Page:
Some, erroneously, derive from the fact that G-d gave us freedom of choice an image of a ‘neutral G-d’. An incautious reading of the psukim we quoted above can lead to such a false conclusion. However, as the Sfat Emet noted, careful reading of these psukim teaches us the exact opposite. G-d indeed gives us the ‘space’ to make our own choices. However, that does not imply that He is neutral regarding our choices.

On the contrary, G-d created us in a way that helps us choose the right thing and this is His desire. He does not abandon us and leave us on our own. The Sfat Emet adds that it is exactly because of that that even after a failure, there is a new choice in each new day. As it says in the pasuk we quoted above, “See, I present before you today”.

This complex idea, of G-d giving us space to make our own choices on the one hand, while directing and assisting us in making the right choice on the other hand, is presented clearly in the Midrash. The Midrash Rabba in the beginning of our parsha says: “R. Chagai said: (G-d said:) Not only that I gave you two ways (to choose between them) but I acted beyond the letter of the law (‘lifnim mishurat hadin’) and told you ‘And you shall choose life’ ” (4:11).

According to the Midrash, G-d is not merely giving us a choice between the good and the bad; He makes a special effort, goes “beyond the letter of law” and actively guides us and pushes us to choose the right way.  The Midrash proves its point from the psukim that appear later in the book of Devarim: “See – I have placed before you today the life and the good, and the death and the evil…I have placed life and death before you, blessing and curse; and you shall choose life, so that you will live, you and your offspring…” (30:15,19). G-d gives us the freedom to choose, but He is totally not neutral.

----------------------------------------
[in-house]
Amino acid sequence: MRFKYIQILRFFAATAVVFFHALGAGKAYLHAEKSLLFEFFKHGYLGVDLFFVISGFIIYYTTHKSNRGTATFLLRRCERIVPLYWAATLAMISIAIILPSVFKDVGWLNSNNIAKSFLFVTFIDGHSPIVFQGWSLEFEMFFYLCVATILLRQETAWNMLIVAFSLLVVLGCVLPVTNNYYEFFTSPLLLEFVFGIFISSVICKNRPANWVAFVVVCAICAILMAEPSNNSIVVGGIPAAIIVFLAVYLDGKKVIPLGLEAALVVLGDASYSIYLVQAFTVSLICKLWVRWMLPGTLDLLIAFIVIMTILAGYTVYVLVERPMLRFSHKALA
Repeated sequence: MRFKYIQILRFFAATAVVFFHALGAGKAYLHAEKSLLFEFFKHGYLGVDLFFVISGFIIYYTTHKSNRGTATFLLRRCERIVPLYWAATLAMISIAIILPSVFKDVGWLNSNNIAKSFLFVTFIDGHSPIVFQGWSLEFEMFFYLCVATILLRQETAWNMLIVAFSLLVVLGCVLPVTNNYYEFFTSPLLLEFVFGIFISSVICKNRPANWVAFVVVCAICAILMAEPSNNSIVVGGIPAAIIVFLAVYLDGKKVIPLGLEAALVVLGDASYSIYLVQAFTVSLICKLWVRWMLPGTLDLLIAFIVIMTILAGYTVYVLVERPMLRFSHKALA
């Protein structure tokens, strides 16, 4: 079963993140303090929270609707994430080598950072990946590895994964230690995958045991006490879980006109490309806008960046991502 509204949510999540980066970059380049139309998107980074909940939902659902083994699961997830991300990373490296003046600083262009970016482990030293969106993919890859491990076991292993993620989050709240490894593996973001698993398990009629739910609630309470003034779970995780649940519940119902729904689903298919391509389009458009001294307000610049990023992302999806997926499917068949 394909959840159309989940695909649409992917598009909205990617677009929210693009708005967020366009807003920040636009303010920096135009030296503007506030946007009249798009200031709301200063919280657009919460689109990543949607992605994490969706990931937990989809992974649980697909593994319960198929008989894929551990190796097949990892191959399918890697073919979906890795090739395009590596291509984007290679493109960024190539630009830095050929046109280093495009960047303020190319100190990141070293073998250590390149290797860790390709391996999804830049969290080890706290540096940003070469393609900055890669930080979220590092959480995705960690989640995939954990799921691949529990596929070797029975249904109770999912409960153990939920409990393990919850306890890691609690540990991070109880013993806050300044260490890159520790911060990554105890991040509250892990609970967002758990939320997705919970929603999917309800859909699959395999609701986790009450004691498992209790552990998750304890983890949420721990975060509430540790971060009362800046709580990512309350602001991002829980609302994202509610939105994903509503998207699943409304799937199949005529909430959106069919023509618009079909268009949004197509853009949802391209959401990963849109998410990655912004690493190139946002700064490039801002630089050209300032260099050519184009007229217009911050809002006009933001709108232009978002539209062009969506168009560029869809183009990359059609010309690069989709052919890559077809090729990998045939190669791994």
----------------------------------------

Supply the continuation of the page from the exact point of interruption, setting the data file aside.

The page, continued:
G-d serves us here as a great role model in dealing with the dilemma we described at the beginning of this article. It is indeed significant to give our children and students the space to make their own choices. However, as responsible and caring parents and teachers, we should not be neutral.

By educating our children, we instill in them the values that should become their deep nature and, thereby, making some choices more natural than others. We should guide our children and help them in their choices. Only by walking through this complex path, will we create true, healthy and moral people.

Dedicated to the shlichim (emissaries) who have just arrived home in Israel.

The "Torah MiTzion Kollel" program establishes centers for the study of Torah and promulgates the connection between Torah and Israel. These learning centers take the form of a Beit Midrash in which Torah scholars immerse themselves in study and practice of successes in enriching and enhancing Jewish communities around the world by promoting the lofty ideals of Torat Israel, Am Israel and Eretz Israel. The core of these Kollelim are young, recent graduates of the Hesder Yeshivot, where advanced Jewish study is combined with military service in the Israeli army. For more information, click here.